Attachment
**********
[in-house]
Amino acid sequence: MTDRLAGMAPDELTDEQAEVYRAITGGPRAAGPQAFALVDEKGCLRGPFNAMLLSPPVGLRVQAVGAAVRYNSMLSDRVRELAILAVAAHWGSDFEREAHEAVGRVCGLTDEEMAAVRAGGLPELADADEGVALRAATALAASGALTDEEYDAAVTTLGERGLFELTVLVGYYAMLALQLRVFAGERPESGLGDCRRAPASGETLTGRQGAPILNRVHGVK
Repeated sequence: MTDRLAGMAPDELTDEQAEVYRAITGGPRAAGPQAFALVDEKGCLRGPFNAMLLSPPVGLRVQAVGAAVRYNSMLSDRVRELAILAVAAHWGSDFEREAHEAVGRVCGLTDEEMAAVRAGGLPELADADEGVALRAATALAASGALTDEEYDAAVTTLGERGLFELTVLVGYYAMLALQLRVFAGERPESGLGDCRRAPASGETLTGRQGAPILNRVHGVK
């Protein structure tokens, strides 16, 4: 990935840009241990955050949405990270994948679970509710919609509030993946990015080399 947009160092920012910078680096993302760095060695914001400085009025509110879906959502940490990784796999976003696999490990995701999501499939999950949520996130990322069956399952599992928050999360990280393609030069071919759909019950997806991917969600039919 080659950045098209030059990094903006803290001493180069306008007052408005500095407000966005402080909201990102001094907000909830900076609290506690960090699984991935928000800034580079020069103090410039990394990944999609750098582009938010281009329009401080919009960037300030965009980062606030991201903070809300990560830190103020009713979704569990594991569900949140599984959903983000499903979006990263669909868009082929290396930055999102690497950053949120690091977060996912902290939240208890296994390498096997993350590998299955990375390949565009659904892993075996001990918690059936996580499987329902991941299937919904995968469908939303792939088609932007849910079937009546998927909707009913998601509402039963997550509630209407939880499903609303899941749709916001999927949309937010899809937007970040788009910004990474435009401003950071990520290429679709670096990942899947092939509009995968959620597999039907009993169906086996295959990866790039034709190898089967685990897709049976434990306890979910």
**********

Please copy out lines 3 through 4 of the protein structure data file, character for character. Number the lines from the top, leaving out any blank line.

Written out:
Repeated sequence: MTDRLAGMAPDELTDEQAEVYRAITGGPRAAGPQAFALVDEKGCLRGPFNAMLLSPPVGLRVQAVGAAVRYNSMLSDRVRELAILAVAAHWGSDFEREAHEAVGRVCGLTDEEMAAVRAGGLPELADADEGVALRAATALAASGALTDEEYDAAVTTLGERGLFELTVLVGYYAMLALQLRVFAGERPESGLGDCRRAPASGETLTGRQGAPILNRVHGVK
């Protein structure tokens, strides 16, 4: 990935840009241990955050949405990270994948679970509710919609509030993946990015080399 947009160092920012910078680096993302760095060695914001400085009025509110879906959502940490990784796999976003696999490990995701999501499939999950949520996130990322069956399952599992928050999360990280393609030069071919759909019950997806991917969600039919 080659950045098209030059990094903006803290001493180069306008007052408005500095407000966005402080909201990102001094907000909830900076609290506690960090699984991935928000800034580079020069103090410039990394990944999609750098582009938010281009329009401080919009960037300030965009980062606030991201903070809300990560830190103020009713979704569990594991569900949140599984959903983000499903979006990263669909868009082929290396930055999102690497950053949120690091977060996912902290939240208890296994390498096997993350590998299955990375390949565009659904892993075996001990918690059936996580499987329902991941299937919904995968469908939303792939088609932007849910079937009546998927909707009913998601509402039963997550509630209407939880499903609303899941749709916001999927949309937010899809937007970040788009910004990474435009401003950071990520290429679709670096990942899947092939509009995968959620597999039907009993169906086996295959990866790039034709190898089967685990897709049976434990306890979910």